Texas power grid operator asks customers to conserve electricity after six plants go offline

Missouri is a lot of things, but a complete energy policy trainwreck fortunately isn't one of them: That's Texas!

Brad Jones, CEO of the Electric Reliability Council of Texas, said in a statement that the company had lost roughly 2,900 megawatts of electricity — or enough to power nearly 600,000 homes, the Texas Tribune reported.

Jones referenced the unseasonably hot weather, saying it was driving the demand for power across the state. Temperatures approaching 100 degrees were forecast from Austin to Dallas over the weekend and into next week.

This being the same ERCOT that was responsible for catastrophic blackouts during a Winter Storm in 2021:

The bitter cold contributed to an overburdened electrical system resulting in rolling power outages or total blackouts for more than 3 million people. On Monday, the Electric Reliability Council of Texas, which oversees the state's power grid, ordered rotating power outages in an effort to prevent longer, uncontrolled blackouts, NBC Dallas-Forth Worth reported.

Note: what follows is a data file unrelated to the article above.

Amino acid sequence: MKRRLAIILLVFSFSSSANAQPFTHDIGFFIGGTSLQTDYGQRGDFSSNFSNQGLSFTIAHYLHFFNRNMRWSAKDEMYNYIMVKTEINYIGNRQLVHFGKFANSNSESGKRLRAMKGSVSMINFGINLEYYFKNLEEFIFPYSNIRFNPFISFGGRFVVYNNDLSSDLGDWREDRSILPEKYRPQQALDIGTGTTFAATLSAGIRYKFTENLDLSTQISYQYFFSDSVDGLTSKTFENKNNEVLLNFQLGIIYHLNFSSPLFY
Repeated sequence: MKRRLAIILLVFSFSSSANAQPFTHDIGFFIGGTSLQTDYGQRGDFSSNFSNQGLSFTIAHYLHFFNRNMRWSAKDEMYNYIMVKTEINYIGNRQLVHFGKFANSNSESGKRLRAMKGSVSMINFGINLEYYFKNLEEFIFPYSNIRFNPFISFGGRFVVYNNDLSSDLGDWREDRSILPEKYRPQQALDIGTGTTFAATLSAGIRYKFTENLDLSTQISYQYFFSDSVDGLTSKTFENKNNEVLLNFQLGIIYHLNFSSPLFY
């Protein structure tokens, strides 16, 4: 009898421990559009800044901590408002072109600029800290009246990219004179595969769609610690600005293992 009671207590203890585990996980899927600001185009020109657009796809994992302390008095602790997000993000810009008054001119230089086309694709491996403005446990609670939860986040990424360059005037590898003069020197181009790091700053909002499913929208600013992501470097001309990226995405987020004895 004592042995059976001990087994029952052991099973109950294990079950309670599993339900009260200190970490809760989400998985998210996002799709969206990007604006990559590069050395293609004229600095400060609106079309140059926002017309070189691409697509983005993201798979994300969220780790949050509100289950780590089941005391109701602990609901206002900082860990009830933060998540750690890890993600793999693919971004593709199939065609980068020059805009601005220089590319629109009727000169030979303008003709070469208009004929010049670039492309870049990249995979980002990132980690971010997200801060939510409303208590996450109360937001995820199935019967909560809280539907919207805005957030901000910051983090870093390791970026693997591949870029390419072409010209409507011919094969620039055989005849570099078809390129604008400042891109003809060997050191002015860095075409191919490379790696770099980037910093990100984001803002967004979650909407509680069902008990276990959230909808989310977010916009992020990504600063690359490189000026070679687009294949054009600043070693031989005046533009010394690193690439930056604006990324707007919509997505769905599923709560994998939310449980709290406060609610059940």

It doesn't seem to matter if you're facing sweltering heat or blistering cold, Texas is going to let you down with their free-market energy policies.

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